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Characteristics of Tuberculosis Source Cases Identified

WEDNESDAY, Feb. 25, 2015 (HealthDay News) -- In 26 U.S. tuberculosis outbreaks the initial source case-patients had long incubation periods and were characterized by substance abuse, incarceration, and homelessness, according to a study published in the March issue of the U.S. Centers for Disease Control and Prevention's Emerging Infectious Disease.

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Remote Patient Monitoring Sector Increasing Rapidly

TUESDAY, Feb. 24, 2015 (HealthDay News) -- The remote patient monitoring sector is growing rapidly and could have a considerable impact on health care, according to an article published in Medical Economics.

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SNP Linked to Vincristine-Related Neuropathy in ALL

TUESDAY, Feb. 24, 2015 (HealthDay News) -- A single-nucleotide polymorphism (SNP) in the promoter region of the CEP72 gene, which encodes a centrosomal protein involved in microtubule formation, correlates with risk and severity of vincristine-related peripheral neuropathy in children with acute lymphoblastic leukemia (ALL), according to a study published in the Feb. 24 issue of the Journal of the American Medical Association.

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Water Used to Mix Baby Formula Plays Role in Arsenic Level

TUESDAY, Feb. 24, 2015 (HealthDay News) -- The water used to mix baby formula plays the biggest role in whether formula-fed babies are exposed to increased levels of arsenic, according to a new study. The findings were reported online Feb. 23 in Environmental Health Perspectives.

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Nasal Allergies Tied to Increased Nasopharyngeal Cancer Risk

TUESDAY, Feb. 24, 2015 (HealthDay News) -- Patients with allergic rhinitis may have an increased risk of developing nasopharyngeal carcinoma (NPC), according to a Taiwanese study published in the March issue of Head & Neck.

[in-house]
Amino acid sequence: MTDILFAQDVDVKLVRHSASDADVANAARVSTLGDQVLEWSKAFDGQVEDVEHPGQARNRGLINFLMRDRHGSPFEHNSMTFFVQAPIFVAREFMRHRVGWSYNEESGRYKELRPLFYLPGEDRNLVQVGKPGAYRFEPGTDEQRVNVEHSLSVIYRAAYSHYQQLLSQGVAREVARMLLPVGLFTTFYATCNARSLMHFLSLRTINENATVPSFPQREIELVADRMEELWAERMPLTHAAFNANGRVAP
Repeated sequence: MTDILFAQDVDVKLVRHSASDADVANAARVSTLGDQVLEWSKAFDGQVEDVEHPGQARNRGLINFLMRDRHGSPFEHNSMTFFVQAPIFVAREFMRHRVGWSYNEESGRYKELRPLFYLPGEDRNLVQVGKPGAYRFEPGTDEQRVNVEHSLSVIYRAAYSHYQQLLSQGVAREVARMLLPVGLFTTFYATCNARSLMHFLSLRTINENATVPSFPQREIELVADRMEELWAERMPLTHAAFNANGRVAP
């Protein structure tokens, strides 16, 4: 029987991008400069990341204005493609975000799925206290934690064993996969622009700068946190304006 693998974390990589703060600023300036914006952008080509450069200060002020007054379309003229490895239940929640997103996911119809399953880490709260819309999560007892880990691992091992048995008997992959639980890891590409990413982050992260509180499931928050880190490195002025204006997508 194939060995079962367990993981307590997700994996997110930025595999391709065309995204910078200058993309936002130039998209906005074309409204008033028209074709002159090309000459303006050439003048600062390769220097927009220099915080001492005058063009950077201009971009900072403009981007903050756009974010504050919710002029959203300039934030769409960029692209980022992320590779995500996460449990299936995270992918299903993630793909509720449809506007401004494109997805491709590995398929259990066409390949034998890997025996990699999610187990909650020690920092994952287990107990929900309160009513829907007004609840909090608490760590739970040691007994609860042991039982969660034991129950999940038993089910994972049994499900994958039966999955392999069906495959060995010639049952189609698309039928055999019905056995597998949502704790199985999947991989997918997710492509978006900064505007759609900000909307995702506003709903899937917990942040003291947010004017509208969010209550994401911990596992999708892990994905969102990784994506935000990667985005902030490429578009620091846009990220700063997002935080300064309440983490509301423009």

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Low Vitamin D May Be More Closely Tied to DM Than Obesity

MONDAY, Feb. 23, 2015 (HealthDay News) -- People with low levels of vitamin D appear to have an increased risk for type 2 diabetes, even if they aren't overweight or obese, a new study suggests. The findings were published online Feb. 23 in the Journal of Clinical Endocrinology & Metabolism.

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Undiagnosed/Untreated HIV Implicated in Most New Cases

MONDAY, Feb. 23, 2015 (HealthDay News) -- Undiagnosed and untreated people with HIV may be responsible for more than nine out of 10 new infections, according to research published online Feb. 23 in JAMA Internal Medicine.

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Chikungunya Virus Infection Can Mimic Rheumatoid Arthritis

MONDAY, Feb. 23, 2015 (HealthDay News) -- The mosquito-borne chikungunya virus causes joint pain and swelling similar to rheumatoid arthritis, which can make diagnosis difficult, according to research published online Jan. 20 in Arthritis & Rheumatology.

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CDC Investigating Newly Discovered Tick-Borne Virus